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Public Statements

The Calendar

Location: Washington, DC

THE CALENDAR -- (Senate - September 29, 2006)


Mr. COBURN. I do not intend to object in the final analysis on this, but I think the American public needs to hear how this bill got here and the associated processes with it. I want to share my concerns over it. It will take me a few minutes to do that, but I think it is important that we do this.

Before I lift my objection to the authorization in this package, I think it is important to know that this obligates the American people for $1.5 billion. The majority leader originally sought consent for this package in May and again in July. After carefully reviewing the package, considering the oath that I took in January of 2005, I could not give that consent.

I immediately sat down with the chairman of the Energy Committee. I outlined in detail my concerns with him.

And I am committed by putting my objections in writing, and I did so.

I ask unanimous consent that the letter be printed in the RECORD.

There being no objection, the material was ordered to be printed in the RECORD, as follows:


Washington, DC, May 25, 2006.
Committee on Energy and Natural Resources
U.S. Senate.

DEAR CHAIRMAN DOMENICI: I want to thank you for agreeing to meet with me late last week. As follow-up to our conversation and per my commitment to you, I am providing a more thorough review of the concerns that prompted me to place a hold on the committee package.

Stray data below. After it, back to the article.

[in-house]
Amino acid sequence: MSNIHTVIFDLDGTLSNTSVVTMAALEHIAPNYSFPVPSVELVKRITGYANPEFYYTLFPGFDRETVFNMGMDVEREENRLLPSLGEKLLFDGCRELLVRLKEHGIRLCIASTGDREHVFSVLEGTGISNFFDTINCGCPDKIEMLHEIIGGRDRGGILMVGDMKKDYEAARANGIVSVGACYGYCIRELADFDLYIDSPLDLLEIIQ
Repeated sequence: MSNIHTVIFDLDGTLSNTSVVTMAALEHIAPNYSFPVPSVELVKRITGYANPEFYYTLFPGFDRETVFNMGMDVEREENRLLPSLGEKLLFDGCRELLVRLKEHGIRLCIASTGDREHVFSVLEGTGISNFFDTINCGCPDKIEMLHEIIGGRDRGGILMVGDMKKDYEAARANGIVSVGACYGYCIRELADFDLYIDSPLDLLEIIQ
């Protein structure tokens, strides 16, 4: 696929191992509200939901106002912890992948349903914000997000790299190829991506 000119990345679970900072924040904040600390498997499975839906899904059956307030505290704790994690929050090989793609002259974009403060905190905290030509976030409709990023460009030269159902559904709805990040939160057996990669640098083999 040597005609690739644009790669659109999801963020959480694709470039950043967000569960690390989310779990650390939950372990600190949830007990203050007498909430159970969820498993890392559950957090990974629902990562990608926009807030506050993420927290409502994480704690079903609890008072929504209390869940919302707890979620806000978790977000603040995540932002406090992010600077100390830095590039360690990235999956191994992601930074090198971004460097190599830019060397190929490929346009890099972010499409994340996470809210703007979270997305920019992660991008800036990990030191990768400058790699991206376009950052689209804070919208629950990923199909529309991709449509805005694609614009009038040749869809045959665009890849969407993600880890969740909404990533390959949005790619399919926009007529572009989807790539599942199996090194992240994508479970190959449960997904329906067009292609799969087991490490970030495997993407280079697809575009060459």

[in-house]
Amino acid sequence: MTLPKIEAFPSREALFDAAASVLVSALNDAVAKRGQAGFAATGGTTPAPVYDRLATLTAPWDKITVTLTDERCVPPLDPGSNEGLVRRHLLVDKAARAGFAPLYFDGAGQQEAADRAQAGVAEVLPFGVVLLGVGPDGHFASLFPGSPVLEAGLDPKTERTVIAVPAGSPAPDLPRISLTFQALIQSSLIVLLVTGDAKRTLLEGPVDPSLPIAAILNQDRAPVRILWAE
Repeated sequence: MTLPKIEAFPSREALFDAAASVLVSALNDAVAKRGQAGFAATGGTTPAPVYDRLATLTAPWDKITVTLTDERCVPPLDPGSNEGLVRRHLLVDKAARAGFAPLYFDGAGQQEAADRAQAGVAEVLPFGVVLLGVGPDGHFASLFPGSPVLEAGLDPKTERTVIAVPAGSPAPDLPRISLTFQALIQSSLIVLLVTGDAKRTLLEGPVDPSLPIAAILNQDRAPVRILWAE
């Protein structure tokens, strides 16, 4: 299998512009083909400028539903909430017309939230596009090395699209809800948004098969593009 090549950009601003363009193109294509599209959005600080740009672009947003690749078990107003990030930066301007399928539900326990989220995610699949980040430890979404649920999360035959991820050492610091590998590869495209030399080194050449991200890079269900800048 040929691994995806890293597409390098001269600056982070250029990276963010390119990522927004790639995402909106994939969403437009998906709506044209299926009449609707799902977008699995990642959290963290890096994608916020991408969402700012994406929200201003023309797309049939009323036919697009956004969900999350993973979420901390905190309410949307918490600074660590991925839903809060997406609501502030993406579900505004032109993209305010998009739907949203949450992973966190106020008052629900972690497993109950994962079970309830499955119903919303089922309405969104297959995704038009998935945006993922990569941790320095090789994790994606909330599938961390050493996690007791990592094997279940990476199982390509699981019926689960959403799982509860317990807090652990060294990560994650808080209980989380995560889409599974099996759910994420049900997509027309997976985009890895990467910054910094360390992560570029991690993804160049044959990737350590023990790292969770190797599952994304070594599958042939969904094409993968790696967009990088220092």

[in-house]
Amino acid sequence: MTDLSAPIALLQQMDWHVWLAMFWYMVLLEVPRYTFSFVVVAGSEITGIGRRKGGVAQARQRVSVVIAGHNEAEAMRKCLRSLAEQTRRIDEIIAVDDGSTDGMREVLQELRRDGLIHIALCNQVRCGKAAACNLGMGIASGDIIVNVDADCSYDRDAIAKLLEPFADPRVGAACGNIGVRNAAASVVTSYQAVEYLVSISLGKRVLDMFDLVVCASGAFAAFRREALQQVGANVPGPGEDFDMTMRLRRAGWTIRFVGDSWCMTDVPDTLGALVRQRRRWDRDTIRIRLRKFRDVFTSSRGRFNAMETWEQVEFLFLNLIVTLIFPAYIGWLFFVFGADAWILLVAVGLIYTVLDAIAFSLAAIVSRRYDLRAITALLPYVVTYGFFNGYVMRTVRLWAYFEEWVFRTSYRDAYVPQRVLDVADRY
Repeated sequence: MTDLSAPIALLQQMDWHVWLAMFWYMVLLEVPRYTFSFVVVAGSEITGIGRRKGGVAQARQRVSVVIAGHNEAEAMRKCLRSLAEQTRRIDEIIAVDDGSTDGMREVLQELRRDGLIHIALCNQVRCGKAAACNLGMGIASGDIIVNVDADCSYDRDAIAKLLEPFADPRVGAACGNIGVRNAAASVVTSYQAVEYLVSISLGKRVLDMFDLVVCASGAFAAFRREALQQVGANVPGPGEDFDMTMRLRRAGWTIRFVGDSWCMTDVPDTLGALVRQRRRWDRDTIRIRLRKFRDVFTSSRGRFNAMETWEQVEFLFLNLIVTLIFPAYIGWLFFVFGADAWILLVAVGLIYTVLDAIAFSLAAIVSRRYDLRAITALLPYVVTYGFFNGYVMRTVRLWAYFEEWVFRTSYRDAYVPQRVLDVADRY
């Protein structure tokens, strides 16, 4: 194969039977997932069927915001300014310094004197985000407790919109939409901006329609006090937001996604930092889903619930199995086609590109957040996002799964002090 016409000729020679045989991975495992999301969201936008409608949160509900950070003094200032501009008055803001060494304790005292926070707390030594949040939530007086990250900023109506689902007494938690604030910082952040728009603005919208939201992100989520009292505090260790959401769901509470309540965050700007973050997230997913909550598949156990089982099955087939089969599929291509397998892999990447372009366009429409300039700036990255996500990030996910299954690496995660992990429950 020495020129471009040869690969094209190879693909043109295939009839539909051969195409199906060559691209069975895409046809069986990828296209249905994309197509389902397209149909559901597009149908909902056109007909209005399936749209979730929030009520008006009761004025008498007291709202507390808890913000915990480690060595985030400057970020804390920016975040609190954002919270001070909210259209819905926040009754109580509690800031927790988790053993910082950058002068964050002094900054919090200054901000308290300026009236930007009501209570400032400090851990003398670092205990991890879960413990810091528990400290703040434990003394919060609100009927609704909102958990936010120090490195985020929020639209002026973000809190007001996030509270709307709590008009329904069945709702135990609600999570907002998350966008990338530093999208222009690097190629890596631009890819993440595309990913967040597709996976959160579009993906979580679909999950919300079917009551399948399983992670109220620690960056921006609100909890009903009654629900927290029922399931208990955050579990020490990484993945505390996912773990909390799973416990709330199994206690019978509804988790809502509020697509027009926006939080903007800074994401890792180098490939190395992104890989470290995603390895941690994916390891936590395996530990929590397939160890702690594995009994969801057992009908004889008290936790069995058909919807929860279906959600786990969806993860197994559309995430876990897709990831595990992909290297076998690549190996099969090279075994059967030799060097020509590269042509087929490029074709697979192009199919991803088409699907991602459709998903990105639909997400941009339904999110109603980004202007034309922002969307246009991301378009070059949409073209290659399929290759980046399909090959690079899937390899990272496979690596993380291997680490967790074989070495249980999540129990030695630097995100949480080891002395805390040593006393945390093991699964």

First and foremost, as we discussed during our meeting, I want to underscore my concern that the package gives very little consideration to the future impact on spending and the growing deficit. With rare exception, each bill in the package creates or expands' authorized spending levels, with no consideration for finding similarly authorized programs that have failed to meet Congressional intent or which have outlived their

[Page: S10527]

usefulness. In other words, in creating these authorizations--eventual recommendations for appropriations--we have given little or no thought to finding offsets or attempted to prioritize diminishing federal resources.

For example, S. 1913, ``the Indiana Dunes Visitors Center'' would authorize the National Park Service to lease space and construct a gift shop and theater at an estimated cost of $1.2 million. H.R. 318, ``the Castle Nugent Farms study'' would spend an estimated $500,000 to determine the feasibility of designating the area a unit of the National Park Service (NPS). Similarly, H.R. 1728 would study the feasibility of establishing a NPS unit to preserve historic homes in Ste Genevieve, Missouri. S. 200, S. 204, S 163, and S 249 would establish National Heritage Areas (NHA) at an estimated initial cost of $40 million. I am very concerned about authorizing new spending on parks and associated buildings when our nation already is more than $8 trillion in debt and when we already have millions of acres of federal lands that we are already unable to maintain properly.

I specifically question why there has been no attempt to offset the new authorizations, or in any way review the priorities of agency spending. The Department of the Interior--where each of these new programs will be administered--is replete with wasteful and ineffective spending, and provides ample opportunity for this Congress to prioritize its spending. Consider the following: In adding to the 672 million acres that it currently. owns, the Department of the Interior and related land management agencies have spent over $1.1 billion on land acquisition since 2002, and an estimated $113 million last year alone. Additionally, the Administration estimates that the agency carries over $4.5 billion in unobligated balances. Surely, we can find a way to prioritize spending in these agencies, and to ensure that these new authorizations don't add to the already crushing debt that our children will inherit.